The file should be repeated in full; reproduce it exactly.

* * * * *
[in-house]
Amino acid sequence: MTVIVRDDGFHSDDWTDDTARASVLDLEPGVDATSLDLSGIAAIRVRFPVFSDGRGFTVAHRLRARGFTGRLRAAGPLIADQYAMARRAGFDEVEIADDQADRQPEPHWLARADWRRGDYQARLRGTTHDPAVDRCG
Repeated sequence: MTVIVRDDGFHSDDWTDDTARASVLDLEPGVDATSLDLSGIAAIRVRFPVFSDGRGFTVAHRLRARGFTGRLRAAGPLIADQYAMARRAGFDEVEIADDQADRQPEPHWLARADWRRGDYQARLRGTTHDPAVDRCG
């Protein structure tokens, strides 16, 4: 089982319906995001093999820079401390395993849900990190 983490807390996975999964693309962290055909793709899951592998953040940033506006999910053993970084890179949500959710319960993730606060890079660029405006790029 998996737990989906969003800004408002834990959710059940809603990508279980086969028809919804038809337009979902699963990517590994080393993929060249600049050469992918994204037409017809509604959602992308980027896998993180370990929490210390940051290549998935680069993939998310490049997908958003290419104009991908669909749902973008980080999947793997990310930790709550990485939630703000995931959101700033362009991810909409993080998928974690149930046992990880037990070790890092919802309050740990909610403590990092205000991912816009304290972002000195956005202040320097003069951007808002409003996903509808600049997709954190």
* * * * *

[in-house]
Amino acid sequence: MTVIVRDDGFHSDDWTDDTARASVLDLEPGVDATSLDLSGIAAIRVRFPVFSDGRGFTVAHRLRARGFTGRLRAAGPLIADQYAMARRAGFDEVEIADDQADRQPEPHWLARADWRRGDYQARLRGTTHDPAVDRCG
Repeated sequence: MTVIVRDDGFHSDDWTDDTARASVLDLEPGVDATSLDLSGIAAIRVRFPVFSDGRGFTVAHRLRARGFTGRLRAAGPLIADQYAMARRAGFDEVEIADDQADRQPEPHWLARADWRRGDYQARLRGTTHDPAVDRCG
């Protein structure tokens, strides 16, 4: 089982319906995001093999820079401390395993849900990190 983490807390996975999964693309962290055909793709899951592998953040940033506006999910053993970084890179949500959710319960993730606060890079660029405006790029 998996737990989906969003800004408002834990959710059940809603990508279980086969028809919804038809337009979902699963990517590994080393993929060249600049050469992918994204037409017809509604959602992308980027896998993180370990929490210390940051290549998935680069993939998310490049997908958003290419104009991908669909749902973008980080999947793997990310930790709550990485939630703000995931959101700033362009991810909409993080998928974690149930046992990880037990070790890092919802309050740990909610403590990092205000991912816009304290972002000195956005202040320097003069951007808002409003996903509808600049997709954190």